I’m afraid the following incident doesn’t make Americans look very good – and it even happened on the 4th of July. Sorry about that.

Because there were 12 University of Bath graduations happening this week, my colleague asked if I would stand in for him in the procession of one of them. I’m not really a pomp and circumstance person, but arrived at the Guildhall with my academic gown and hood to gather with academic staff and dignitaries to process to the Abbey where the graduations were happening. Because I was a bit worried about wearing the right thing and knowing where I should stand in the procession, let alone where I was meant to end up sitting on the stage in the Abbey, I didn’t take a great deal of notice of those gathered in the Guildhall, getting ready for the ceremony, apart from a few friendly people nearby.

I enjoyed watching the 250 students in that ceremony walk across the front and shake the hand of the Chancellor before collecting their certificate. I couldn’t see his face or hear what he was saying to them, but I noticed that whenever students approached the Chancellor without eye contact, he paused to say something, so that they were almost forced to look up and acknowledge where they were. I liked that. I liked that these students who had achieved so much were being reminded to stop and look up and receive the moment.

It was only after the ceremony that my own lack of observation was pointed out to me. Did I not realise that the Chancellor was Prince Edward, the Earl of Wessex? I’m afraid I didn’t. That would explain the high security then. Now that they mentioned it, I guess I could see a family resemblance…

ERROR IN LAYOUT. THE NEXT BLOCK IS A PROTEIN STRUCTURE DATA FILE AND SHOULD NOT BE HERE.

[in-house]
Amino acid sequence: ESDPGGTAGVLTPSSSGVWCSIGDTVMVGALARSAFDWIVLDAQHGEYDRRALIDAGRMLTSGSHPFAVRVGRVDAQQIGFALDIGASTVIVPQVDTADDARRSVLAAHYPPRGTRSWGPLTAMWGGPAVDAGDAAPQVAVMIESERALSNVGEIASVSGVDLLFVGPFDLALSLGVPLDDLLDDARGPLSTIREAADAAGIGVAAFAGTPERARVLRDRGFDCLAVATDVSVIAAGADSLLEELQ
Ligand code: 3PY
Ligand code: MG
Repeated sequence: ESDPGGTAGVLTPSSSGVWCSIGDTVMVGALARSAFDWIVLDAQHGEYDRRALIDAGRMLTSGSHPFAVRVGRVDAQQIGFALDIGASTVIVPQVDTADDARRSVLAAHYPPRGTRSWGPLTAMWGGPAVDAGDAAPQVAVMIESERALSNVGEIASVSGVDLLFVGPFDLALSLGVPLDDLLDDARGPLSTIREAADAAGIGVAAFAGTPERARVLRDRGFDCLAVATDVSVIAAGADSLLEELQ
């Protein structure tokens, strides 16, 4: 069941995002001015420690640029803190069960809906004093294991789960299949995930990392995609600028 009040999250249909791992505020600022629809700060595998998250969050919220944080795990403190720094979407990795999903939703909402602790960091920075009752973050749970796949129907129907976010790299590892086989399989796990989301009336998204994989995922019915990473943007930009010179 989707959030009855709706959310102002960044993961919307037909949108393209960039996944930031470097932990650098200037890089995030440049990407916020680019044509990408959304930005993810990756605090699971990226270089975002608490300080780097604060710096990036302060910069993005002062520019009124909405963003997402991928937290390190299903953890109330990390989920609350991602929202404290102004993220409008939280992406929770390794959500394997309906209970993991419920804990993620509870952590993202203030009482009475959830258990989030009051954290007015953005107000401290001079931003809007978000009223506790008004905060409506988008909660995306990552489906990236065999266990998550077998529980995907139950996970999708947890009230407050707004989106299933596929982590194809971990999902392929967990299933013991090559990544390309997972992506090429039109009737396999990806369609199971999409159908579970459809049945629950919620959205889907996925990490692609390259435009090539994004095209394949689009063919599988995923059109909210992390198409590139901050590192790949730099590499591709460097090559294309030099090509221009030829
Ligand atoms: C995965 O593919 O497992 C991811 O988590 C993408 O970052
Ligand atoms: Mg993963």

Apart from a feeling of deep relief that I’d been spared a potentially very awkward social situation, I was glad that my impression of the way he interacted with students wasn’t prejudiced in any way by knowing who his family were.

A couple of weeks before, at a bus stop, I’d met another person from a famous family: the great-great granddaughter of Joseph Rowntree. What was it like to be a part of that family, I asked her, with that amazing legacy of faith-based commitment to social reform and with charities that he founded still making a difference today? (She said that people normally just ask about the sweets.)

Some of us may come from families with inspirational legacies that we want to keep alive, but I think that mostly we are free to choose the mark that we want our lives to leave. I was reminded of this when I went to a thanksgiving service for someone I deeply admire this week. During the service I had a powerful sense of a prayer welling up inside me. Lord, I want to follow in her footsteps, into increasing joy and hospitality and acceptance. What we desire shapes us. May it shape me. May it be my legacy, too.